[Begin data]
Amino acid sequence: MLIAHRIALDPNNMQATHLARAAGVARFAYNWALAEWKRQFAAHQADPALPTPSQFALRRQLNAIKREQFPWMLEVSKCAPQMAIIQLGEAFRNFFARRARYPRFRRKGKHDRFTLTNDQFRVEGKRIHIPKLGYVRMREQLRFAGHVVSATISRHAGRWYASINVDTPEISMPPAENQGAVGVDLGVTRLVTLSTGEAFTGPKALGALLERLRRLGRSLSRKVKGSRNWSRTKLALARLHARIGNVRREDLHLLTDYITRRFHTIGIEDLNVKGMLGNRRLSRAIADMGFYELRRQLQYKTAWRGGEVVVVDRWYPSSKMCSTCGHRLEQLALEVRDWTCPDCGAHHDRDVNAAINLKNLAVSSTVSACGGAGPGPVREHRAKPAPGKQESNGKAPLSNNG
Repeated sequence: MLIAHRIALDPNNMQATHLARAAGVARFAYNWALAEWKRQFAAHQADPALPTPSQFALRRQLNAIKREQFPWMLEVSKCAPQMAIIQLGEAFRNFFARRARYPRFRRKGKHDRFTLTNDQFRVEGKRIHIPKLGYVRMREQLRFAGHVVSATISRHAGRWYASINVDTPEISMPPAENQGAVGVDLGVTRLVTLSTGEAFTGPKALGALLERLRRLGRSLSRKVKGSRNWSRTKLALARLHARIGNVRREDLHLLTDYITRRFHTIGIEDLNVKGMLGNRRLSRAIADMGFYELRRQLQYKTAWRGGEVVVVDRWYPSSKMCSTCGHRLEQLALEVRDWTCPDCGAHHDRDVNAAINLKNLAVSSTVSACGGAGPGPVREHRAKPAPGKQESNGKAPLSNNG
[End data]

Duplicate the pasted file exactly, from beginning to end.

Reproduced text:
Amino acid sequence: MLIAHRIALDPNNMQATHLARAAGVARFAYNWALAEWKRQFAAHQADPALPTPSQFALRRQLNAIKREQFPWMLEVSKCAPQMAIIQLGEAFRNFFARRARYPRFRRKGKHDRFTLTNDQFRVEGKRIHIPKLGYVRMREQLRFAGHVVSATISRHAGRWYASINVDTPEISMPPAENQGAVGVDLGVTRLVTLSTGEAFTGPKALGALLERLRRLGRSLSRKVKGSRNWSRTKLALARLHARIGNVRREDLHLLTDYITRRFHTIGIEDLNVKGMLGNRRLSRAIADMGFYELRRQLQYKTAWRGGEVVVVDRWYPSSKMCSTCGHRLEQLALEVRDWTCPDCGAHHDRDVNAAINLKNLAVSSTVSACGGAGPGPVREHRAKPAPGKQESNGKAPLSNNG
Repeated sequence: MLIAHRIALDPNNMQATHLARAAGVARFAYNWALAEWKRQFAAHQADPALPTPSQFALRRQLNAIKREQFPWMLEVSKCAPQMAIIQLGEAFRNFFARRARYPRFRRKGKHDRFTLTNDQFRVEGKRIHIPKLGYVRMREQLRFAGHVVSATISRHAGRWYASINVDTPEISMPPAENQGAVGVDLGVTRLVTLSTGEAFTGPKALGALLERLRRLGRSLSRKVKGSRNWSRTKLALARLHARIGNVRREDLHLLTDYITRRFHTIGIEDLNVKGMLGNRRLSRAIADMGFYELRRQLQYKTAWRGGEVVVVDRWYPSSKMCSTCGHRLEQLALEVRDWTCPDCGAHHDRDVNAAINLKNLAVSSTVSACGGAGPGPVREHRAKPAPGKQESNGKAPLSNNG